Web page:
Take a look at the film’s 2022 Annecy WIP reel:

Mano Animation started out with Riaz, his wife Mariam Riaz Paracha (assistant and art director on The Glassworker) and his cousin Khizer Riaz (CEO of Mano and film producer). The trio grew the studio and The Glassworker simultaneously, inspired and shaped by their lives in a post-9/11 Pakistan. Riot drills, bomb threats, curfews, and checkpoints became an everyday part of their world in Karachi.

“I didn't want to set the film in Pakistan exactly, because then I wouldn't be able to talk about the broader issues because it would have been so geopolitical,” shares Riaz, whose movie is still filled with the flavors of Pakistan, from the colonial architecture, what the characters wear and eat, as well as the local legends surrounding spiritual beings called ‘jinns.’ “So, I wanted to take a fantastical setting and use it to tackle the things that I grew up facing in Pakistan as well as the conflict happening in the world around us and encourage people to find reasons to keep living and keep moving forward.”

In the film, Vincent and Alliz’s fathers are on two opposing sides of a territory conflict, though Vincent’s father is actively against the war altogether. At one point, the character says, “The Great Ravine is disputed territory. We claim it, so do they. So, we go to war. Idiocy.”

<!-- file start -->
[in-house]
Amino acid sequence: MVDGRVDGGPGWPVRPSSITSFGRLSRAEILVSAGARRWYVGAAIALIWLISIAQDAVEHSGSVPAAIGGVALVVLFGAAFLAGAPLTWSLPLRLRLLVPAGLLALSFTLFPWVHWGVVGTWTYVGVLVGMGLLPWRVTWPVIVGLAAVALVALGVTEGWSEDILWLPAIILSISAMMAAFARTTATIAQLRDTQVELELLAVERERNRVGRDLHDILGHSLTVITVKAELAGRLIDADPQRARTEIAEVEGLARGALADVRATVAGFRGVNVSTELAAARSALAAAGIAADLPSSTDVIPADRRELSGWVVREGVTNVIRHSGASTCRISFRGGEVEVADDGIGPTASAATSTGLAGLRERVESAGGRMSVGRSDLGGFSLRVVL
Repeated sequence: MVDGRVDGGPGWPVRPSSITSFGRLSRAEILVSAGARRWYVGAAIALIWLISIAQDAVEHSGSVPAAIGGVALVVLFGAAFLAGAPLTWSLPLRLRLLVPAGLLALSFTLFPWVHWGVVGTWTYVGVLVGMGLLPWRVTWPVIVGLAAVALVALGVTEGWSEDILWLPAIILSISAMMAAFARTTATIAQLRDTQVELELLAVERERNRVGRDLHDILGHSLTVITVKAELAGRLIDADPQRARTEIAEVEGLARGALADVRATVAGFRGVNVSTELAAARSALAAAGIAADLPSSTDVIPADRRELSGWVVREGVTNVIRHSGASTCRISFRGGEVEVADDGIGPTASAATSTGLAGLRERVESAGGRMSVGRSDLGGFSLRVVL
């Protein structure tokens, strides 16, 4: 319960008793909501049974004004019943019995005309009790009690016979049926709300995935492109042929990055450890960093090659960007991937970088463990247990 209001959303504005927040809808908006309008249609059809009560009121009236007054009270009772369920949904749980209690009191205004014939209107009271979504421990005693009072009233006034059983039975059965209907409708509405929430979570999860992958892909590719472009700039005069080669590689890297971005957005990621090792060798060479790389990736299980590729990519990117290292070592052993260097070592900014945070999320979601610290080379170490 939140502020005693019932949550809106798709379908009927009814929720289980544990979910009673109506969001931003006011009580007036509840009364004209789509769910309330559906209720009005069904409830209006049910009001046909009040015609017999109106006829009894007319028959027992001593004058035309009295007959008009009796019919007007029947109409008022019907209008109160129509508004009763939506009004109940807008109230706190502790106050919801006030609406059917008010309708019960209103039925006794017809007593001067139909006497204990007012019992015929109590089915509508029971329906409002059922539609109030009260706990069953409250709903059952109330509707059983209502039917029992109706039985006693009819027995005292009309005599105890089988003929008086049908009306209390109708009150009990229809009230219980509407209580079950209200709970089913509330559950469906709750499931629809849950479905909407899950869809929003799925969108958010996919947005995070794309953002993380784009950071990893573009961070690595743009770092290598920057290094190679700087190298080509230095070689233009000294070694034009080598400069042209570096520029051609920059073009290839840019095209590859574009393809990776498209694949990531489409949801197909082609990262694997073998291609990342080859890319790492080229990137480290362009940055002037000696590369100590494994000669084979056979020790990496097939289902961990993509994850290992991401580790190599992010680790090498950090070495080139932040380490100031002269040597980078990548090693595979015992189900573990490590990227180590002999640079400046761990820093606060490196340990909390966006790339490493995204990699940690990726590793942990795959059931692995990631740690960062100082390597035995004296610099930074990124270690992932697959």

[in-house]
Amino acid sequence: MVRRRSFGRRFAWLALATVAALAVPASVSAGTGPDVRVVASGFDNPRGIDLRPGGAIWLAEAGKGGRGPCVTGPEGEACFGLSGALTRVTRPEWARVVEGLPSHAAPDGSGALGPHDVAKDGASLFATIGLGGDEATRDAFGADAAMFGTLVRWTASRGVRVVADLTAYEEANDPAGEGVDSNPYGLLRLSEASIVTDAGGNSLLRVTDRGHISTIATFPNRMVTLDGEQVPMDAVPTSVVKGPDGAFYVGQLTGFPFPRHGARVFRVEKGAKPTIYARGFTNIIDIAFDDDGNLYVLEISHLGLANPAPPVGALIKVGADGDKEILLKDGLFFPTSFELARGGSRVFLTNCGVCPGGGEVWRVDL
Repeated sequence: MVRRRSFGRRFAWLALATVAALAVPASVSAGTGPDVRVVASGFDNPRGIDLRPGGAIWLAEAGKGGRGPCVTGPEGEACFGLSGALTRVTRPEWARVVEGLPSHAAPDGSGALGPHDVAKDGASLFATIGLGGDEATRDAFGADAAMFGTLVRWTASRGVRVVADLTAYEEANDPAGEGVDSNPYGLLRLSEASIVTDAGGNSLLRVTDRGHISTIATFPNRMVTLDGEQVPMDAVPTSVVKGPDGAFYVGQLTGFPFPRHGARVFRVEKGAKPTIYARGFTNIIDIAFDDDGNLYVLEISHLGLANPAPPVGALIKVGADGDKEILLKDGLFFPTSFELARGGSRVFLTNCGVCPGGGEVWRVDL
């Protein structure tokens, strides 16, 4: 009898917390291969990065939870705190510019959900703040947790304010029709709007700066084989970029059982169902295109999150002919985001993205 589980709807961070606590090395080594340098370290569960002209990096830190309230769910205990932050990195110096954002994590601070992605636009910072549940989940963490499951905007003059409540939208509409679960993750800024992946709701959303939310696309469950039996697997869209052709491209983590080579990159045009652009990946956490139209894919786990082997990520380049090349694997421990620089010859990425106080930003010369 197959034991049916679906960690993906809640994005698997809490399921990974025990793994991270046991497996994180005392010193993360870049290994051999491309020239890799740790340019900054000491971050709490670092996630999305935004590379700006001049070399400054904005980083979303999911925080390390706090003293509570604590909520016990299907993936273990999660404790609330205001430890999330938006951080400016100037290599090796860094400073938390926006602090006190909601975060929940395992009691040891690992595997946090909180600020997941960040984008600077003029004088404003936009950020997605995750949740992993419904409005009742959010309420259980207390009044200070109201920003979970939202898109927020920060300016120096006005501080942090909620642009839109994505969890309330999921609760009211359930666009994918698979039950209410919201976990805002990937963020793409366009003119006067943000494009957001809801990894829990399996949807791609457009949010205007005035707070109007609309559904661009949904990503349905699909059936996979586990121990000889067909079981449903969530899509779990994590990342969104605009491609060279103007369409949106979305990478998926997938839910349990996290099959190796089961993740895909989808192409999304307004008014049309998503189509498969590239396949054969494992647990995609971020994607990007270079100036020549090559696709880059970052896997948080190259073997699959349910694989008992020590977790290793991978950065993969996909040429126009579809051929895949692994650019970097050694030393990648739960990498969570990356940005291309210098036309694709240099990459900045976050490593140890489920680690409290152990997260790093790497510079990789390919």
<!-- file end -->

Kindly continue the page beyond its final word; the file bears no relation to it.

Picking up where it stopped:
And Riaz is not shy about sharing that The Glassworker is “an anti-war film,” not unlike many of the Miyazaki stories that inspired him as a child. When Riaz presented his idea to start a hand-drawn animation studio in Pakistan, he got the chance to present his art and music at TEDx Tokyo and was invited to one of the greatest animation studios in country, Studio Ghibli. 

“I was watching movies like Kiki’s Delivery Service well before I even knew about Studio Ghibli,” remembers Riaz. “I was just a kid. I didn’t know anything about who’d made it. I just knew I was drawn to it. As I got older, Princess Mononoke came out and The Wind Rises. The themes of war and finding reasons to keep on living are so prevalent in all of Miyazaki’s movies, and that was hugely inspirational for me as a kid. So, when it came time to make my own film, I drew heavily from those experiences.”

Riaz also drew from the experiences of his mother. Much of the emotions and turmoil the film’s character Alliz deals with as the daughter of an Army Colonel is derived from Riaz’s own mother, whose father was a Colonel in the Pakistani Army. The soldiers in the film are not made out to be villains or monsters, but family members, trying to do right by those they love. In Riaz’s words, “Ultimately, all the people caught in the conflict suffer, regardless of whoever the victor is.”